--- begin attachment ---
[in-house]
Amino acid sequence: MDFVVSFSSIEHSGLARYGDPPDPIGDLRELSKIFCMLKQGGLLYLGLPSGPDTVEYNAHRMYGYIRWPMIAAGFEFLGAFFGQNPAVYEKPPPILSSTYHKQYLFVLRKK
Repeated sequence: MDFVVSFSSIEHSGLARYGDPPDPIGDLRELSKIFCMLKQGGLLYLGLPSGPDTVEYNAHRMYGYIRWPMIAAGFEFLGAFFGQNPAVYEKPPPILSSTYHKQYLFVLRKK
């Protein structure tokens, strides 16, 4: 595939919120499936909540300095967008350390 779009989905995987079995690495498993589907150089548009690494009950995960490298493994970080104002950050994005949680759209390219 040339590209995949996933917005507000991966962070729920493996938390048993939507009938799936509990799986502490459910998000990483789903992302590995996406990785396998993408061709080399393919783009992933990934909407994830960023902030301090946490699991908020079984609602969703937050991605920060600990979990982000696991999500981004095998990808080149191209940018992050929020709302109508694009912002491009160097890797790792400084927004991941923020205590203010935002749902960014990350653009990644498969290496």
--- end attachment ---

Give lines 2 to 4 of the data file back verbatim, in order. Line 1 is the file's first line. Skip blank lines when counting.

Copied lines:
Amino acid sequence: MDFVVSFSSIEHSGLARYGDPPDPIGDLRELSKIFCMLKQGGLLYLGLPSGPDTVEYNAHRMYGYIRWPMIAAGFEFLGAFFGQNPAVYEKPPPILSSTYHKQYLFVLRKK
Repeated sequence: MDFVVSFSSIEHSGLARYGDPPDPIGDLRELSKIFCMLKQGGLLYLGLPSGPDTVEYNAHRMYGYIRWPMIAAGFEFLGAFFGQNPAVYEKPPPILSSTYHKQYLFVLRKK
């Protein structure tokens, strides 16, 4: 595939919120499936909540300095967008350390 779009989905995987079995690495498993589907150089548009690494009950995960490298493994970080104002950050994005949680759209390219 040339590209995949996933917005507000991966962070729920493996938390048993939507009938799936509990799986502490459910998000990483789903992302590995996406990785396998993408061709080399393919783009992933990934909407994830960023902030301090946490699991908020079984609602969703937050991605920060600990979990982000696991999500981004095998990808080149191209940018992050929020709302109508694009912002491009160097890797790792400084927004991941923020205590203010935002749902960014990350653009990644498969290496």